Australian Prime Minister Anthony Albanese on Wednesday said that next week's Quad leaders meeting in Sydney will not go ahead after United States President Joe Biden cancelled his visit to Australia, according to a media report.
Albanese said the leaders of Australia, the United States, India and Japan would instead meet at the G7 Summt in Japan this weekend.
US President Biden announced on Tuesday that he will postpone the Australia leg of his Asia trip, along with that of Papua New Guinea, given the uncertainty and intense negotiations with the opposition Republican party to ensure that America does not default on its debt for the first time in history.
"The Quad leaders' meeting will not be going ahead in Sydney next week," Albanese said in Tweed Heads, a town in New South Wales.
Albanese says it's still possible that Indian Prime Minister Narendra Modi will visit Sydney next week, ABC News reported.
President Biden has been forced to turn his attention to domestic politics, as he works to hash out a deal with Republicans to prevent the US from defaulting on its debts at the end of this month.
"Because that has to be solved prior to 1 June -- otherwise there are quite drastic consequences for the US economy, which will flow on to the global economy -- he understandably has had to make that decision," Albanese said.
The Prime Minister also said Biden was "disappointed" as he was unable to come to Australia and that the Quad leaders would instead try to gather on the margins of the G7 leaders meeting in Hiroshima.
"All four leaders -- President Biden, Prime Minister Kishida, Prime Minister Modi and myself -- will be at the G7, held in Hiroshima on Saturday and Sunday. We are attempting to get together over that period of time [and] I'll have a bilateral discussion with President Biden," he said.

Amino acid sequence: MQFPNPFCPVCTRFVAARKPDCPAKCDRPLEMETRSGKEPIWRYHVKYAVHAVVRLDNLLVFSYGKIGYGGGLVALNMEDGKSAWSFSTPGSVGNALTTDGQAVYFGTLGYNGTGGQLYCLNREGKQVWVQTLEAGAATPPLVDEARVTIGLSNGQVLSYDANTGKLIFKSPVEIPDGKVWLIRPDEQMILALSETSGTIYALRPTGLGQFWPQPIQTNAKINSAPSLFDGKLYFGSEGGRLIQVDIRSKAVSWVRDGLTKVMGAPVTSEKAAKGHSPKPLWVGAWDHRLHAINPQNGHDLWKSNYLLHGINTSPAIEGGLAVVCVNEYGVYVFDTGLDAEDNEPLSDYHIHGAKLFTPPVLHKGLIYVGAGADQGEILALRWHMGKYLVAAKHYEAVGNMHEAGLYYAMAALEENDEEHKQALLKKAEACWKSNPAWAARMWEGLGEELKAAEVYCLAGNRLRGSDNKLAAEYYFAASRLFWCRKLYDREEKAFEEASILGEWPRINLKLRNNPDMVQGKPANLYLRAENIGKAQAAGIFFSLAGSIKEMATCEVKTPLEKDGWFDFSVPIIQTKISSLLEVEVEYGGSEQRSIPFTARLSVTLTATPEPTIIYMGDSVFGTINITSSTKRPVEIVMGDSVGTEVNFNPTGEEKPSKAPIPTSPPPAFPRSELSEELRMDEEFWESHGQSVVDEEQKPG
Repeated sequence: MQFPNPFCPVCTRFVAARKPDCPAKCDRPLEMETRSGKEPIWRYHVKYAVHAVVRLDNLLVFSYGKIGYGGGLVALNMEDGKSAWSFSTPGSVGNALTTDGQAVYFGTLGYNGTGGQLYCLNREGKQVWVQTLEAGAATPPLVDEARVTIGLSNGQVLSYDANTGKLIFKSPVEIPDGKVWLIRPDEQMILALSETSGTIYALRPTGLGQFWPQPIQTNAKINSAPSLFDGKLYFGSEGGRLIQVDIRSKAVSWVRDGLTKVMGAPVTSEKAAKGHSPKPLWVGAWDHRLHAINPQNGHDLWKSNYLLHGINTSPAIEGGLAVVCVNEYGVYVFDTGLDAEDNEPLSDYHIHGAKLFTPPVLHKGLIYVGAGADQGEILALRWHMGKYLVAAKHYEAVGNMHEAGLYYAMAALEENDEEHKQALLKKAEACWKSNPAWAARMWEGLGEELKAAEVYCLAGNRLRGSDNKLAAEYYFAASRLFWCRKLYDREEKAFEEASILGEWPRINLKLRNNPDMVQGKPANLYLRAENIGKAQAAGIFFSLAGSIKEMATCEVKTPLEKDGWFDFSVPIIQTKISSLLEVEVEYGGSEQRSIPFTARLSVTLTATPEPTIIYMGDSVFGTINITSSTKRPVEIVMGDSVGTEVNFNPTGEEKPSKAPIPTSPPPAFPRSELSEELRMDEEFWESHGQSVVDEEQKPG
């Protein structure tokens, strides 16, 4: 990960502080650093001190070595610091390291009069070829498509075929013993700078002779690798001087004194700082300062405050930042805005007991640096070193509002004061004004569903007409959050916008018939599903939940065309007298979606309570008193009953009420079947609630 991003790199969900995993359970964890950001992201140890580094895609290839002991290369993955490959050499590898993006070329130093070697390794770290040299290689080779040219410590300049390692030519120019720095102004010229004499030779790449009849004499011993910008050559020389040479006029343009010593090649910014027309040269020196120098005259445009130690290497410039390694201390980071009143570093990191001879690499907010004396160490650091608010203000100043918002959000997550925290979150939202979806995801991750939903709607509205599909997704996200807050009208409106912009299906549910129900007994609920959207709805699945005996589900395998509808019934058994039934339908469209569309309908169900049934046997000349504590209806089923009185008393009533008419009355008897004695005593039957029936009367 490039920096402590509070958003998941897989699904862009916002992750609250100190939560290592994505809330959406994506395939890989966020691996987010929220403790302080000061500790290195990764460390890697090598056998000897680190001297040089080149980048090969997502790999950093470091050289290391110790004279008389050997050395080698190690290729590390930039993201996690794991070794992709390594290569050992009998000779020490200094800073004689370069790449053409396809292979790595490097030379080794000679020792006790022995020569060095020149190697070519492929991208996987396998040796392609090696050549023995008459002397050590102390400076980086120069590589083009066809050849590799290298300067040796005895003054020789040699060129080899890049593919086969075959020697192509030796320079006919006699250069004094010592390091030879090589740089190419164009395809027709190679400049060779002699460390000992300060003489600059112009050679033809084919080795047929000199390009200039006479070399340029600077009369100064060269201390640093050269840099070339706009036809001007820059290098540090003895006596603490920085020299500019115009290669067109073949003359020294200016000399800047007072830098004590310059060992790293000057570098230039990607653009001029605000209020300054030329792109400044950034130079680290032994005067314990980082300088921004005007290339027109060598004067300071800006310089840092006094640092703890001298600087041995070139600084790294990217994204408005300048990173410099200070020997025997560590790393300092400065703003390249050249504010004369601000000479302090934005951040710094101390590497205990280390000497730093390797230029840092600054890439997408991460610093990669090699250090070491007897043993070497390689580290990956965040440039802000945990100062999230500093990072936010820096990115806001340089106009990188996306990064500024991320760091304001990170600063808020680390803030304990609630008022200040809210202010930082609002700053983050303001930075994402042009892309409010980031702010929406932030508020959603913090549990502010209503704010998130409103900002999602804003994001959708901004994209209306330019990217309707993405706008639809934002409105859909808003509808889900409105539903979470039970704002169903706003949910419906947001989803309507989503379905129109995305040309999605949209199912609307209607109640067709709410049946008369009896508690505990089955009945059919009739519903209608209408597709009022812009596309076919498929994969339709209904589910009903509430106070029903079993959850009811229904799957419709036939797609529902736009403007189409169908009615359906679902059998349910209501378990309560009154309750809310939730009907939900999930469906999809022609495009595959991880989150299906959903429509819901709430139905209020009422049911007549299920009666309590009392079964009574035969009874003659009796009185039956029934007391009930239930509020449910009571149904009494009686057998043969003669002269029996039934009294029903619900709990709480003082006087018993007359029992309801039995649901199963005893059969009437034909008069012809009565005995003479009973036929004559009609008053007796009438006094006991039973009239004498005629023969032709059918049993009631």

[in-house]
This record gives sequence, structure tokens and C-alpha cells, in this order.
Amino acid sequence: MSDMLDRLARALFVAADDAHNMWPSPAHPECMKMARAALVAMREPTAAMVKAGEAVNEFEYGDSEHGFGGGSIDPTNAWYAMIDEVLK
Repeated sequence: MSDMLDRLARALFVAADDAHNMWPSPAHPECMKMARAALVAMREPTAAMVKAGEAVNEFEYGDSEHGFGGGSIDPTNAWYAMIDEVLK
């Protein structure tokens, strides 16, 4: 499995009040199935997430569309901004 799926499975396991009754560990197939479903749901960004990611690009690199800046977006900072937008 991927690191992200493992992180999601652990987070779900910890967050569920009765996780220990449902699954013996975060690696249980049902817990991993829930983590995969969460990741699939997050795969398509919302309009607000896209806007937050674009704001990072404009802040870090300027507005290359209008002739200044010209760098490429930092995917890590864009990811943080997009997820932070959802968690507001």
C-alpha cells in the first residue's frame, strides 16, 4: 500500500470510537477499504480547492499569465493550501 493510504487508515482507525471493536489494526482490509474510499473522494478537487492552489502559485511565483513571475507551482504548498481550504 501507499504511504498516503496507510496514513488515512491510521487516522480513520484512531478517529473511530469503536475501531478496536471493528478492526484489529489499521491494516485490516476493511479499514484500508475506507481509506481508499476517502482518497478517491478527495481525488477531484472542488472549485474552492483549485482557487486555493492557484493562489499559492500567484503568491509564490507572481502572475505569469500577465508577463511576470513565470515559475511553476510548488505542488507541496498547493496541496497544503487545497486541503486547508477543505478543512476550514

"At this stage, we haven't got a time locked in for that arrangement."
Albanese said it was still possible that Prime Minister Modi and Japanese Prime Minister Fumio Kishida would visit Sydney next week, but officials in all three countries were still trying to confirm their plans.
"We are in discussions with the Quad leaders over today. We'll make further announcements about that, but Prime Minister Modi would certainly be a very welcome guest here next week," he said.
In November 2017, India, Japan, the US and Australia gave shape to the long-pending proposal of setting up the "Quad" to develop a new strategy to keep the critical sea routes in the Indo-Pacific free of any influence amid China's aggressive behaviour in the region.
China is engaged in hotly contested territorial disputes in the South and East China Seas. Beijing has also made substantial progress in militarising its man-made islands in the past few years.
Beijing claims sovereignty over all of the South China Sea. But Vietnam, Malaysia, the Philippines, Brunei and Taiwan have counterclaims. In the East China Sea, China has territorial disputes with Japan.